The first European box-office success of the movement dubbed the New German Cinema, Volker Schlöndorff and Margarethe von Trotta’s 1975 The Lost Honor of Katharina Blum took on a hot-button issue: the paranoia provoked by homegrown terrorism and the opportunity that offered for mass surveillance by the state. At the time of its initial theatrical release, the film was regarded by some critics as too topical, and by the filmmakers’ more experimental cohorts as too closely wedded to old-fashioned social realism, stylistically, to have any lasting place in film history—a rush to judgment that proved stunningly incorrect. During the past forty-five years, worldwide government and corporate surveillance has proliferated unchecked. The information gathered, as Schlöndorff and von Trotta also foresaw, is often used by the “yellow press” to destroy the reputation of anyone who challenges entrenched systems of power. Back when The Lost Honor of Katharina Blum was first released by Criterion on DVD, in early 2003, eighteen months after 9/11, the United States was already engaged in unprecedented monitoring of its own citizens. Nearly two decades later, the term surveillance capitalism has common currency.
Schlöndorff and von Trotta’s film is adapted from the Nobel Prize–winning author Heinrich Böll’s novel of the same name, which is subtitled How Violence Develops and Where It Can Lead. Böll had been the target of a smear campaign by the Bild-Zeitung, the most popular daily tabloid in Axel Springer’s West German media empire. After he criticized the paper for stirring up mass hysteria with its coverage of the violent, leftist Baader-Meinhof Gang, the Bild-Zeitung retaliated by branding Böll a terrorist sympathizer. He and his family were subjected to police surveillance, searches, and wiretaps. Böll’s response was to write The Lost Honor of Katharina Blum. Schlöndorff and von Trotta end their film adaptation with a disclaimer based on the one in Böll’s novel: “All characters and events are fictitious. The descriptions of certain journalistic practices are neither intentional nor accidental but unavoidable”—Böll had named the Bild-Zeitung in his, and viewers of the film most likely would have understood the implication. Today, it is unavoidable that American viewers will analogize Springer to Rupert Murdoch, and the Bild-Zeitung to Fox News.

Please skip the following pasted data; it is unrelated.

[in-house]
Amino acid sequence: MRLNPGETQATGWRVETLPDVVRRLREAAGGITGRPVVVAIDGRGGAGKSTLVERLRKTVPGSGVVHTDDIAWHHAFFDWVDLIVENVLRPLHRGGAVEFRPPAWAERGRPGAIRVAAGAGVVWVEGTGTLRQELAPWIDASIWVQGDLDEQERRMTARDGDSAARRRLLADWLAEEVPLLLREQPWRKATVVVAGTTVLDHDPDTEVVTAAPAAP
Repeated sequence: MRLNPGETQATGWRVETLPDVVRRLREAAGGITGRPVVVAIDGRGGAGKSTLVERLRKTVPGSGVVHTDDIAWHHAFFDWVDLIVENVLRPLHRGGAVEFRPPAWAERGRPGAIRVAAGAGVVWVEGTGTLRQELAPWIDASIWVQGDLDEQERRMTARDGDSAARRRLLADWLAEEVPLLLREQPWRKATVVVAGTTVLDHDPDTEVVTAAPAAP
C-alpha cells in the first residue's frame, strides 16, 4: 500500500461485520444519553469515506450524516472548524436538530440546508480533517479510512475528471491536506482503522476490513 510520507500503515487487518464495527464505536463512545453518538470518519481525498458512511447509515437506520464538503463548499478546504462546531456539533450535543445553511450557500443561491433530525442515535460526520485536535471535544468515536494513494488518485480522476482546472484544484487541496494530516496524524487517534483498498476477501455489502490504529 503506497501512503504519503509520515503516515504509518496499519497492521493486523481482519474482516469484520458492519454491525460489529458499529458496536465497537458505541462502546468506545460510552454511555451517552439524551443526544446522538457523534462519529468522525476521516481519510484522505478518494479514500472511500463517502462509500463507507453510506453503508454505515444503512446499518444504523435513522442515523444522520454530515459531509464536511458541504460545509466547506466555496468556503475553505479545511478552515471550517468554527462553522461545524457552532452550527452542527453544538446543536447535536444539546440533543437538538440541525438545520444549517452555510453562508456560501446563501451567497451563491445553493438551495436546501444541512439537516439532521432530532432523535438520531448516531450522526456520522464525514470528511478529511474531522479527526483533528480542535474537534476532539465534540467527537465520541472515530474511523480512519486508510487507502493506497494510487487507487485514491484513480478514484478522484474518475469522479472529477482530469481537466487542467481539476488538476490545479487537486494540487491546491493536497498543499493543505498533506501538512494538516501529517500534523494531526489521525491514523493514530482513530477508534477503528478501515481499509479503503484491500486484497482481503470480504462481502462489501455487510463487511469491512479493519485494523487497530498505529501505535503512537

The New German Cinema was well underway when the film came out, having been launched more than a decade earlier, in 1962, with the publishing of the Oberhausen Manifesto, a proclamation made by a loose confederation of filmmakers and actors declaring their break from mainstream film production and distribution and also renouncing, as had the French New Wave a few years earlier, the classical forms of European art cinema—the “tradition of quality”—in both form and content. As in France, and in the United States with the emerging American independent film movement, this new cinema united filmmakers with very different styles and preoccupations, including artists with signatures as distinctive as the prolific, politically and formally radical Rainer Werner Fassbinder; the experimental team Jean-Marie Straub and Danièle Huillet; the unclassifiable philosopher-theorist-filmmaker Alexander Kluge; and the wildly different storytellers Wim Wenders and Werner Herzog. Women directors, for the most part, arrived later. It was not until the late seventies that von Trotta, Helke Sander, Helma Sanders-Brahms, and Ulrike Ottinger began to make significant work on their own, each of them as particular in her approach to film representation as her male colleagues. What they all shared was the desire to develop a personal film language, often tied to political issues.
Schlöndorff had studied at the Sorbonne in the late fifties and stayed in Paris to work as an assistant to prominent directors of the French New Wave, among them Alain Resnais, Louis Malle, and Jean-Luc Godard. He returned to his native Germany in the early years of the New German Cinema’s challenge to old-guard institutions—when the filmmakers were finding support from the country’s major television networks—and quickly made his mark with Young Törless (1966), based on the novel by the Austrian writer Robert Musil. His devotion to literary adaptations and a more realist style was evident from his early features, among them a made-for-TV version of Bertolt Brecht’s Baal (1970), which stars Fassbinder and, in a supporting role, von Trotta, who had also acted in Fassbinder’s Gods of the Plague (1969) and The American Soldier (1970).
“At every minute of the film, there are various possible interpretations of Katharina’s actions and character, but it is impossible to settle on any one of them as a representation of the truth.”
“The power and relevance of Katharina Blum today have everything to do with the linkage of a fact-free free press to surveillance capitalism. Whoever controls information also controls disinformation.”
Mirror: “All Is Immortal”
The fourth of Andrei Tarkovsky’s seven features is his most oneiric and resistant to interpretation, drawing from the director’s own childhood memories to create a fluid sense of history.
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